and prepossessing, with a headstrong, heedless temperament, that drew him from folly into vice, and ultimately, six or seven years after, into crime. Campbell, who felt much interest in all about America, was anxious to become acquainted with the state of the colleges there, and the mode adopted for the instruction of youth. All these queries his contributor was able to gratify to the fullest extent. I have no doubt this desire on the poet’s part had a prospective reference to his plan for a London University, which he had promulgated among his friends some time before, though he had not made it public.

With the kindest feeling towards the Americans, Campbell thought it would be a long time before it would be possible for them to have a highly marked literature of their own, if they ever should possess one at all. He thought that this was a disadvantage arising out of the early literature of England belonging equally to America. Owing to the language being common to the two nations, the higher writers of the old country must necessarily be the models for the new; there would, in consequence, be nothing sufficiently marked in American writers, to whatever excellence they might attain, that would give them an original stamp and character unconnected with their fathers, and altogether a
novel creation. They might, when the vast transatlantic continent became peopled, in the course of time, and of that decadence which is the lot of all empires, be the transmitters of the literature of England to unborn generations; but America would still be the only medium of the transmission of what had been common to both. America might shine beyond us in science.

Hazlitt began with his “Table Talk,” in a paper entitled “Going a Journey.” He continued the series in succession for some months. These papers came through the publisher. They were excellent articles; it was impossible to decline their insertion and act justly to the publication. Campbell’s prejudices against this able writer were strong, and perhaps personal. While continuing his “Table Talk,” he sent a paper, called “The Fight,” being an account of the pugilistic contest between the Gas Man and the Game Chicken. There were considerable doubts about admitting such a paper. The subject was so thoroughly “blackguard,” and it was giving currency to so disgraceful and demoralising a species of vulgar exhibition, that brands England, as the bull-fight does Spain, in the sight of civilised nations—an exhibition, too, that its advocates pretended kept up the national courage, while the real motive was the gain made of it, as of horse-racing, by gam-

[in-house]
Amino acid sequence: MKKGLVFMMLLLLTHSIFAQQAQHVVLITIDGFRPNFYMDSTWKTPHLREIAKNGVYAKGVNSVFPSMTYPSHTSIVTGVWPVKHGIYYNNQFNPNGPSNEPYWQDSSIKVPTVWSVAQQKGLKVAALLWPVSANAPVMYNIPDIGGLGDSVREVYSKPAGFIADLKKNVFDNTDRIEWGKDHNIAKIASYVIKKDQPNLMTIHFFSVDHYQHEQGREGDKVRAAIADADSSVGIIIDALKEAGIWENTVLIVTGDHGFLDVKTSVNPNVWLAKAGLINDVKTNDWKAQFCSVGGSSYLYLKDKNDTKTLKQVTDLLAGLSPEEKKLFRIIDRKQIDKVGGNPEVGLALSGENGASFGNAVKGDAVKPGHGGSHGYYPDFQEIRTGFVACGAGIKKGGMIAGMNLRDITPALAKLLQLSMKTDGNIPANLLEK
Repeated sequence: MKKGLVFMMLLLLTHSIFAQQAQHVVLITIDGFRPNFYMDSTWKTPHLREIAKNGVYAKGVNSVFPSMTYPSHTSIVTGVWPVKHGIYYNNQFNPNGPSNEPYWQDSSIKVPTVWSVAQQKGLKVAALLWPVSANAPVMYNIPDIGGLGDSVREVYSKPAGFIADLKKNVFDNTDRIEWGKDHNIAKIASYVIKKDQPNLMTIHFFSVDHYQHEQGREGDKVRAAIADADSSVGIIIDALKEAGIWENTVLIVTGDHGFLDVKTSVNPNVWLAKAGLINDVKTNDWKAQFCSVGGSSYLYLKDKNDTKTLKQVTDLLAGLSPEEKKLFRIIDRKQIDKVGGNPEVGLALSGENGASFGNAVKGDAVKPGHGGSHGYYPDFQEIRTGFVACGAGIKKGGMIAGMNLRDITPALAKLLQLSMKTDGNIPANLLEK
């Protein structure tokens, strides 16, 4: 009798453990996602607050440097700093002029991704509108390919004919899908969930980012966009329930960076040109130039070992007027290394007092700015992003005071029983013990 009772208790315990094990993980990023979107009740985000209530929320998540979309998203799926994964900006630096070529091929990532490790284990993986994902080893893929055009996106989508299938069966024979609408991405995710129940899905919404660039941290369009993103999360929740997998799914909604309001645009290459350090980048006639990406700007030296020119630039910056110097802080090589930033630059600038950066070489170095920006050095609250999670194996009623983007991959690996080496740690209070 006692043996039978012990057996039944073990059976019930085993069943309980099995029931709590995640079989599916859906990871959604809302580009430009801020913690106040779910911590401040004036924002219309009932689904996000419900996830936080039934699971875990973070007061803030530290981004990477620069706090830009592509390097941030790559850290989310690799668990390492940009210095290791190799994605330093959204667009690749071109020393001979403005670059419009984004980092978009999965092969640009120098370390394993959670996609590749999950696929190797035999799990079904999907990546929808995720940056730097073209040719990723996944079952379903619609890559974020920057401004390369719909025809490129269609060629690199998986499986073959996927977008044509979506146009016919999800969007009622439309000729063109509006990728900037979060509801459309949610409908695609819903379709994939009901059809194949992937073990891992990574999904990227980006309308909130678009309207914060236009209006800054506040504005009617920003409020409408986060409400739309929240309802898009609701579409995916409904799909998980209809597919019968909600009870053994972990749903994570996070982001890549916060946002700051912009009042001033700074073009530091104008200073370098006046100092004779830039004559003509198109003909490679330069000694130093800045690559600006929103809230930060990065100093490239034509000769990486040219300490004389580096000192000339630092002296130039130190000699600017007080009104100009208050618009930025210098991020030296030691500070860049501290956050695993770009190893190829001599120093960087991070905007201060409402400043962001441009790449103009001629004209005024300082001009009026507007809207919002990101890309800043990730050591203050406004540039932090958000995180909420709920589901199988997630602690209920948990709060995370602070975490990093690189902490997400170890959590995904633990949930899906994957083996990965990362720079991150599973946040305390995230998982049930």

blers and thieves. I suggested that the paper, disgraceful as its theme was, afforded too true a picture of existing manners, and would, in the course of things, soon become a mere record of our past barbarities. The poet, on conversing about it, felt that the omission might be charged to his personal dislike of the writer; and it was agreed, the barbarism should appear in a publication very differently characterised in its other articles.

If the poet had an antipathy to Hazlitt, it was not his common feeling towards men of genius. He had a high opinion of Sotheby, for example, as a poet, in which there would not be many found to agree with him beyond the unquestionable elegance and classic correctness of that writer.

He praised James Montgomery, of Sheffield, very highly; and I have heard him commend Bowles, though differing from him upon a well-known topic. An opinion of Rogers he once gave unexpectedly, I remember, not that his respect for the author of “Pleasures of Memory” demanded such a manifestation, for his feeling towards that literary veteran was easily discoverable when his name chanced to become a subject of conversation. I had called at his house, and was sitting with Mrs. Campbell, who expected his return every moment, when he came in with his mind evidently preoccupied with something he
had seen or heard. He then said, either that he had just seen Mr. Rogers, or had heard something about him, I forget which, and added, “He is a very extraordinary man. I firmly believe he dislikes men when they become prosperous, because he feels he can no longer do them and his own heart good, by any aid he can tender them.” I could not help thinking at the time, how much higher this compliment was than volumes of diluted praise upon paper. It was the highest character I ever heard the poet give any individual. At that time he was a reserved man in his opinions, and choice in his society; very different, indeed, in both respects, from what he became during the last few years of his life. At this time, too, he was sensitive about his own fame, and was regardful of that of others in a high degree; of literary men and their works he was particularly reserved in giving his sentiments. Even about persons in general, not literary, he was guarded in opinion, though in his later years he let out his antipathies in terms sometimes scarcely justifiable, in too many cases, with scanty means of forming a judgment.

Visiting Cheltenham, some poetry came from Mrs. Hemans, in Wales. He wrote me as if all at once something new had struck him. My custom had been to keep poetry on hand. Campbell